The Lakeville Journal Editorial

On demonization and a baseball game

Following the targeted shooting of Republican baseball players practicing last week in Virginia for the Congressional Baseball Game for Charity, there have been more bipartisan statements, from both sides of the aisle, than the American public has heard in perhaps years. That is fitting, in that the charity game itself, started in 1909 and played by members of Congress and their friends almost every year since, is an occasion of bipartisan congeniality, and competition, every summer. 

A problem that can and should be fixed

One of the key responsibilities of our elected officials — and, really, those who work for the state in any capacity — is to insure the safety of the citizens within their domain. That means keeping the electricity and potable water flowing, and attempting to keep the streets personally safe, and safe to travel. 

Taking responsibility for climate change

Nature: Who among us has not felt its power and been awed by it, despite perhaps at times trying to ignore our place in it? Spend time at the oceanside during a hurricane, or in Oklahoma during tornado season, or even in New England during a hard winter of heavy snowfall, and there will be no denying the vulnerability of human beings in the face of the natural world.

Out of division, some unity

We citizens of the United States thought we were divided last year at this time, as we came together to honor those who fell in the service of their country during Memorial Day ceremonies. It would have been difficult to foresee then that we could become even more divided, yet here we are.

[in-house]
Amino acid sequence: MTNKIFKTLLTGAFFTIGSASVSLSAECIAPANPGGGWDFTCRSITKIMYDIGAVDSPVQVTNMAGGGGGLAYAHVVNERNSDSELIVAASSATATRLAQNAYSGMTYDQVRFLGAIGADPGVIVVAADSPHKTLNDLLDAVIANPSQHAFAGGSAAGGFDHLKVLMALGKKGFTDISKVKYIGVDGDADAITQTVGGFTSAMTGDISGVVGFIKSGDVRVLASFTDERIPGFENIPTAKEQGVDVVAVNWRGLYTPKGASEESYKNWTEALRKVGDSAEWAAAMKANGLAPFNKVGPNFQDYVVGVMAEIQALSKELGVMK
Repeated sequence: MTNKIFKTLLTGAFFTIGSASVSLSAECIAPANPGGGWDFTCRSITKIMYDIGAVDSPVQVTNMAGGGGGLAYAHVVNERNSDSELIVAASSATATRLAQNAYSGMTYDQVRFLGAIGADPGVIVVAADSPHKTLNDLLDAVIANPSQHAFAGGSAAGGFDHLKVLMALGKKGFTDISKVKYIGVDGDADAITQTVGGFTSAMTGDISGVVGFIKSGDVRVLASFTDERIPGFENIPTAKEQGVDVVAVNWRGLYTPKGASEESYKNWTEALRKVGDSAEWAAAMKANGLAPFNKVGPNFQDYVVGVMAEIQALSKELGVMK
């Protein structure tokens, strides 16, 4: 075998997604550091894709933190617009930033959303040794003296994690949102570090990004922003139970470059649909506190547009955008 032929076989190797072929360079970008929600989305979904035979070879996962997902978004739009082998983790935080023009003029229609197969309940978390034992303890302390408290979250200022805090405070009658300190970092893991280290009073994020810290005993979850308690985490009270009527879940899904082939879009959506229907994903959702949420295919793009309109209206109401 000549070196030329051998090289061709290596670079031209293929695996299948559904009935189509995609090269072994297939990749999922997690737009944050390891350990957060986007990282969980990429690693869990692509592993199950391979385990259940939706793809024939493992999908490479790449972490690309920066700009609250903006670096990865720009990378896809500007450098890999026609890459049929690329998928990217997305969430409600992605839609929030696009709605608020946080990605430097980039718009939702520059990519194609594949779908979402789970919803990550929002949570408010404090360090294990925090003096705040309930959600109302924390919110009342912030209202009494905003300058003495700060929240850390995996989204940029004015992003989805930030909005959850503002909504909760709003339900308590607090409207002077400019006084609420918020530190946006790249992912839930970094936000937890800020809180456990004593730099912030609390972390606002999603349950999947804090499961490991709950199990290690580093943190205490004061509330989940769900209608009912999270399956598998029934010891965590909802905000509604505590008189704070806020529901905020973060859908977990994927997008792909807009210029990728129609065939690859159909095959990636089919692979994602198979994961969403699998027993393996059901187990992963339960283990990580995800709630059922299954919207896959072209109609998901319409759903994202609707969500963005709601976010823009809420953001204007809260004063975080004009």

Changes for Catholics in Northwest Corner

Far be it from this newspaper to take sides in a religious argument. After all, this is a country that is built upon freedom of religion, so there should be space for all to find their own niche and worship with their spiritual communities as they choose. Yet the recent announcement of the consolidation of the area’s Catholic parishes, as reported last week by Leila Hawken, affects more than just religious life in the Northwest Corner. It affects the societal structure of all the Catholic families that live here, as well as many residents who are not Catholic.

Keep mental health care accessible

Anyone who has had to contend with the repercussions of either their own or a loved one’s mental illness knows too well that the length of time it takes to have access to help in emergency situations, or even just day to day, can make a real difference to eventual outcome. In the Northwest Corner, there used to be access to organized mental health support that was not the norm in such a rural area. However, in the past decade, that has dwindled, making it harder to find help. 

A common goal: student success

What is more important to parents than the happiness and all-around health and well-being of their children? This universal sense is a strong motivator that keeps human society moving forward. Watching the next generations find their way in the world can inspire all adults, whether those younger people are part of their own families or someone else’s. 

A local problem in need of solutions, plus one big success

Some challenges to rural living have changed over the years, and others have not. Some of the amenities of urban life are available more widely now than in the past, mainly to do with communication and information, via cable and the internet. But then, public transportation is no longer an option, as it was when the trains ran throughout the region. 

Supporting our most vulnerable citizens: young children

This week, April 24 to 28, is the national Week of the Young Child, which is sponsored by the National Association for the Education of Young Children (NAEYC) to draw attention to the needs of young children and their families across the country. 

Thanking the thankless, for a change

When Canadian Prime Minister Justin Trudeau did it, his people and the world loved him for it. When Connecticut Gov. Dannel P. Malloy did it, his popularity just fell more in his state. 

That is, many constituents did not applaud Malloy’s willingness to accept Syrian refugees into Connecticut when they were turned away from Indiana in the fearful aftermath of the 2015 terrorist attacks in Paris. At least he was chosen, in 2016, to receive a well-deserved John F. Kennedy Profile in Courage award for it.